Some bits and pieces …
My blog post about Joni Mitchell’s 75th-birthday post ran a bit long, so I never got to the lady’s appearance at the concert held in her honor, and featuring her music.
Mitchell was in the audience, and was brought up on stage for the finale, “Big Yellow Taxi” — not her highest-charting single, but one of her best-known — performed by the artists who had showcased her songs those two nights in November 2018.
The victim of a 2015 brain aneurism that left her partially incapacitated, Joni was led into the hall, and helped up on the stage. Worse yet— she looked old. Yes, she was 75, but that age doesn’t necessarily mean you look elderly.
Part of it was the attire — a pillbox hat of the sort you would find on a blue-rinse society dame. But the bigger part was that way-of-all-flesh reminder: Jeez, we’re all getting old, and she’s only six years older than I.
That it’s happening to a woman who I always found rather fetching isn’t the biggest tragedy. Sadder yet is that we won’t hear that wonderful voice — high and soaring four decades ago, lower and silkier in later years — coming from anything other than a recording. A loss as great as that of Linda Ronstadt’s.
Worse yet, the author of those wonderful, personal, intricate lyrics and arrangements apparently no longer writes. That may change as her rehabilitation continues, but you have to wonder if the end hasn’t already come, in a sense, for one of rock’s true creative geniuses.
Goodby to Barerre
Joni is at least still on the planet, but another notable figure in The Music, Paul Barrere, departed this orb recently.
Barrere, who died Oct. 26 from liver cancer, is best known as one of the early members of Little Feat. He joined the band in 1972, three years after the late Lowell George founded the group, helping to create the classic LF lineup that produced the albums of their heyday.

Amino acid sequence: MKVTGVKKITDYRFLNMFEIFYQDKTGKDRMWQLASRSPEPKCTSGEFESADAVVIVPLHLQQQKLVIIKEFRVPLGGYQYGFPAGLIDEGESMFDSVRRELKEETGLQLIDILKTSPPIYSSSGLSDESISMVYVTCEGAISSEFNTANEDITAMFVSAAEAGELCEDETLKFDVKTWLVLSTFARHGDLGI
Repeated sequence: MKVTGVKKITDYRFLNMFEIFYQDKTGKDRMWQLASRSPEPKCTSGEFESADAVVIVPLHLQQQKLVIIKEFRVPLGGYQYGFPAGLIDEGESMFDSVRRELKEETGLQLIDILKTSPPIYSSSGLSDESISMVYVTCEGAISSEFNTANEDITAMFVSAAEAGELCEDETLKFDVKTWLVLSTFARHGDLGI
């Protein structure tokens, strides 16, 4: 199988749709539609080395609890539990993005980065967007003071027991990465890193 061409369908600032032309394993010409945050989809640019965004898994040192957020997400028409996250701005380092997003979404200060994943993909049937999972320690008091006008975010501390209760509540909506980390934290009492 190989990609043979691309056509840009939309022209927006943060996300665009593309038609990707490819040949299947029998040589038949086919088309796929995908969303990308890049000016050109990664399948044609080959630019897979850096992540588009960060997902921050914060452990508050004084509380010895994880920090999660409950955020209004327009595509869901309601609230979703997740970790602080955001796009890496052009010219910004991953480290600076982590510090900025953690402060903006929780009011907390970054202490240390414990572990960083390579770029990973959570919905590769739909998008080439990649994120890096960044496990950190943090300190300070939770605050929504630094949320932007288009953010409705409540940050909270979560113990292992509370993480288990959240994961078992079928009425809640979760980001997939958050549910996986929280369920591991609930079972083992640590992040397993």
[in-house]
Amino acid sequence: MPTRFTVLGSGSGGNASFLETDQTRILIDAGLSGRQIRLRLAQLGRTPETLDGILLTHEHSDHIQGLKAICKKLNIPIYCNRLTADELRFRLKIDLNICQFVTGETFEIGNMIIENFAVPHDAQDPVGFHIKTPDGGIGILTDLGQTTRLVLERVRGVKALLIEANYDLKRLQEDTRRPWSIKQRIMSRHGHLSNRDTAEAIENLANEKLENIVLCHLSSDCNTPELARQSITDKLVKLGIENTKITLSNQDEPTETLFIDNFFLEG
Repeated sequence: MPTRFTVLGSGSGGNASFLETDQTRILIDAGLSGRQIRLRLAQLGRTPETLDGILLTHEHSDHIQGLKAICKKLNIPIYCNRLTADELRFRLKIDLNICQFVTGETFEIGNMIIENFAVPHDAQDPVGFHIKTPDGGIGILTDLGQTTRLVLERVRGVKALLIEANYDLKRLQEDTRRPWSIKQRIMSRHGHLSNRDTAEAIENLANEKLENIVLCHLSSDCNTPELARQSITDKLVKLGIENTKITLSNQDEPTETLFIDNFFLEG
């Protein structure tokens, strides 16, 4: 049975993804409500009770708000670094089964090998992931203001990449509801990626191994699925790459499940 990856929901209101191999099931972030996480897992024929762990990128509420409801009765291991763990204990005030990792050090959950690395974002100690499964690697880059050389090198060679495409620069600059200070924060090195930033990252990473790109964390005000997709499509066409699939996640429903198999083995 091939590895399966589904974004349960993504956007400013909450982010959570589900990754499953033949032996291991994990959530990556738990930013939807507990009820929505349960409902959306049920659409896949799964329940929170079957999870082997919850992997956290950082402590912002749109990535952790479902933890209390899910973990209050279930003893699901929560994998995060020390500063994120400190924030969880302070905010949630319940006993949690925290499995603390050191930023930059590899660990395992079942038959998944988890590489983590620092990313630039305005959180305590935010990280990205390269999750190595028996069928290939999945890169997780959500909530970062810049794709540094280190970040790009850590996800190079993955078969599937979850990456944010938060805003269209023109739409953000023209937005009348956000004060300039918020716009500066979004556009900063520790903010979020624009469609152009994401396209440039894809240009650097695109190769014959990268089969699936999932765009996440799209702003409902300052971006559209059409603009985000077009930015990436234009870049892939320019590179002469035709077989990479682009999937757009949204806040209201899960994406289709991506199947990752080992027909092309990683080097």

Although he wasn’t as well known as George, who died in 1979 of Rock and Roller’s Disease, Barrere did write several of the band’s better-known songs, including “All that You Dream,” “Feats Don’t Fail Me Now” and “Time Loves a Hero.” Their first live album, “Waiting for Columbus” — considered by many to be one of the best live recordings of all time — starts with the band members calling out Barrere.
The guitarist played in a lot of musical styles and genres, and recorded and performed with artists as diverse as Jack Bruce, Taj Mahal and Carly Simon, among many others, and toured with Bob Dylan. Haven’t heard any of those recordings, but appreciate his contributions to Little Feat, one of my favorite third-generation rock acts.
Hall of Shame(ful) voting
I can’t let the travesty that is occurring in the Rock and Roll Hall of Fame fan voting pass without comment — and the way things are going, it may be my last comment about the process.
Currently, the top five in the vote consists of the Dave Matthews Band, Pat Benatar, the Doobie Brothers, Soundgarden and Judas Priest. Of that group, the Doobies are the only one I endorsed for induction.,
The others I recommended are pretty much all out of the running, Thin Lizzy doing the best, at eighth. Todd Rundgren — a Wizard and a True Star, member of two significant bands, major success as a solo artist, record producer and engineer par excellence — is 11th, one slot ahead of T. Rex. Rufus featuring Chaka Khan is next to last, ahead of only MC5.
I get it with DMB and Benatar, but Soundgarden and Judas Priest, particularly the latter? I couldn’t name a song by either — although according to Uncle Wiki, JP has sold 50 million-plus records worldwide, and put out a baker’s half-dozen Top 40 singles.
The highest-charting of them, a Billboard U.S. No. 4, was “You’ve Got Another Thing Comin’” — which, come to think of it, I do remember. But not fondly, and it embodies why I don’t like this group, or the kind of music they do. They are also said to be very influential in heavy metal and glam rock — not selling points for me either.
Anyway, it will be interesting to see how the RRHF’s nomination process handles the results of the fan voting this year. Last year, the body that makes the final decision on the proposed inductees overruled the fans, who had voted Rundgren No. 5.
In the end, he was the only artist or act in the top five who wasn’t inducted. I have blogged about the nominations for several years, and voted the last two or three — a lot this fall, hoping to help correct an incipient injustice — but may give up on the process after this.